No trip through the Wild West would be complete without stopping by a town or two and Red Dead Redemption has its share of memorable places. Towns in general are quite basic, (well this is the Wild West after all) but that’s not to say there isn’t much going on for them. Saloons, as you might imagine, are a popular venue and offer a place to order a couple of drinks and perhaps even take in a game of Poker or the rather addictive Liars Dice. There are a number of shops to take care of your spending habits and every now and then the occasional property will be available to buy, giving you another place to save game or change outfit.
But there is a game within this world and, no matter how convincing or enjoyable it is, if the actual gaming part of the equation doesn’t measure up then it’d all be for nothing; that expertly created world would be just an empty shell, devoid of its juicy gaming innards.
You may be forgiven for thinking you were playing Grand Theft Auto once you start the single player campaign of Red Dead Redemption, but that’s not necessarily a bad thing. While there are some glaring similarities, especially with the character movements, and in reality the overall feel of the single player campaign just oozes GTA but you can’t really blame Rockstar for that as there’s only so much you can do with two open world games utilising the same engine and it’s far from having a negative impact on the game.
The single player campaign is typical Rockstar flair, an arching main storyline that seems to go on forever with twists and turns that occasionally don’t really make sense with a plethora of side missions thrown in to boot. One of the greatest accomplishments of the single player campaign is its ability to keep you going back for more; even the most mundane of missions such as herding cattle in one of the early tutorial missions has a somewhat entertaining and pleasing nature to them.
It may be a single player experience of considerable length but with missions managing to keep it fresh and, more importantly, enjoyable there won’t be many times when you are caught looking at your ‘hours played’ wondering when it’s going to end. Perhaps one of the strongest merits the single player experience has to offer is that it’s very rare you’re caught thinking “Oh, I did this already” and, while there are some moments where overlapping does occur, the general consensus is that the storyline does a superb job at making full use of the game’s mechanics.
Furthermore the single player experience is held together with a story that will keep you engrossed, and is not just a tacked on by-product as is so often the case these days. Instead the storyline is a rather riveting tale, emotionally provoking at times and on the whole a rather compelling piece. There are a few moments where it sort of wanders off track and you end up thinking “Well, that was a bit pointless” but overall it’s the cement to the bricks and mortar of the single player side of the game; it keeps things ticking over and, while the pacing varies slightly, you end up with a well-constructed experience with solid foundations.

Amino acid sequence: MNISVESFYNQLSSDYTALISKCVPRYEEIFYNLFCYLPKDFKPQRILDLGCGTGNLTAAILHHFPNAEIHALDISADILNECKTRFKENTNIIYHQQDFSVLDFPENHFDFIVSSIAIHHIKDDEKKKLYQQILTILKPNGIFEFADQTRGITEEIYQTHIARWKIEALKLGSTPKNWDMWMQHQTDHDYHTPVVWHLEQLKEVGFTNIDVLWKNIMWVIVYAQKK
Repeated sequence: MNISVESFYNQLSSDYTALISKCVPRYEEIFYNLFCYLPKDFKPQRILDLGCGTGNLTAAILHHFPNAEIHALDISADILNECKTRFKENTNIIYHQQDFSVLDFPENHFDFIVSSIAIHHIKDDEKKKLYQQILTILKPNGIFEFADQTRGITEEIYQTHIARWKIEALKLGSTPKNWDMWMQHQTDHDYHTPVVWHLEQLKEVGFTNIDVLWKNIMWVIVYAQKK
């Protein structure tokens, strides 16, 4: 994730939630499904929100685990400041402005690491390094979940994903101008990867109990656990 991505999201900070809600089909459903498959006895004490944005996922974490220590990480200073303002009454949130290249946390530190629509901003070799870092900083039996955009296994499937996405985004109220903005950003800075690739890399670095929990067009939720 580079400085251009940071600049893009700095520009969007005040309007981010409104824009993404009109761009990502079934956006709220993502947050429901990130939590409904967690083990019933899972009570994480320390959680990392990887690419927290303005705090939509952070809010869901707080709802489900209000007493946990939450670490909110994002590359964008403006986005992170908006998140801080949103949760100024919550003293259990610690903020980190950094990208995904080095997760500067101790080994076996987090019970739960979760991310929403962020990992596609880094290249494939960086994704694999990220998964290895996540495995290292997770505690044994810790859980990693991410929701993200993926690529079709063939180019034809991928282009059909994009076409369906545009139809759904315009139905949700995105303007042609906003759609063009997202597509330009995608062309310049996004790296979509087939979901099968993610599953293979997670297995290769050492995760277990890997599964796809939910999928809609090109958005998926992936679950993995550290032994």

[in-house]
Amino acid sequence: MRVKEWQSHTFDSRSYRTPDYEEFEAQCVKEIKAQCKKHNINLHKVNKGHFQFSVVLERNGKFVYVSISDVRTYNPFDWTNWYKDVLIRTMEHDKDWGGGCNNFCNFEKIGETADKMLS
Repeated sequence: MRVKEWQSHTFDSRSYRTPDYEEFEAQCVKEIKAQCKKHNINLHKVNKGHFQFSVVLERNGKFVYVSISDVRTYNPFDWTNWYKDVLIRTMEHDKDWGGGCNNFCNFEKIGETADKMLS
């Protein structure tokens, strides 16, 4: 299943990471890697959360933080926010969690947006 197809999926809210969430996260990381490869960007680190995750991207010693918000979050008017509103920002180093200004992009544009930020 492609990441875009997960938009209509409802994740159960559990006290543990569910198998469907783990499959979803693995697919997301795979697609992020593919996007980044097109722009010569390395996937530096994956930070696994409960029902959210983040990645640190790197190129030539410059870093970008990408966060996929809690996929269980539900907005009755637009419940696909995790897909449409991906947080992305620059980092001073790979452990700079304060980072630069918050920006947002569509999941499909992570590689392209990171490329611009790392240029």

There’s more to do in the single player side of the game than just the main storyline, as you’ll soon experience – with random world events. These could be anything, and range from bandits attacking a stagecoach to some poor fella having his horse stolen. How you react with these events is entirely down to you, be it in the form of killing the bandits and rescuing the stagecoach to shooting the stagecoach drivers and assisting the outlaws, just because you can. There are a whole host of random events that can occur, quite often when you least expect them, and it’s just another way that life is pumped into the world of Red Dead Redemption but it’s a way that works really well, more so because the choice of how you go about things is up to you – a welcome break from the somewhat linear experience of the main storyline.
Combat plays a pivotal role throughout the game; odds are if you’re not shooting someone then you’re riding horseback on the way to shoot someone. Combat is handled in a rather simple way, generic LT (Xbox version was reviewed) to aim and RT to fire, but on offer is a system called “Dead Eye” which when triggered enters you into slow motion allowing you to ‘tag’ your enemies, then when ready the game will handle all the shooting itself. Many might argue that it cheapens the experience, making it somewhat easy and allowing for cheap kills but it’s far from it, it’s a system that brings a level of cool to the table, being able to shoot the guns out of the hands of the five attacking bandits all in one fell swoop is very satisfying to say the least. It’s not quite as satisfying as some of the fun you can have with the lasso though, looping it around someone as they dart past you on horseback only to then suddenly fall to the ground in a rather unceremonious thud and to add insult to injury then dragged along the floor, through the local wildlife and left on the train tracks hogtied only to result in a rather bloody and gruesome death. It may sound a bit grizzly but it is damn good fun. That sums up the combat quite nicely really – fun. In a time where pistols and rifles ruled supreme with weaponry such as the AK47’s of the world all but a dream.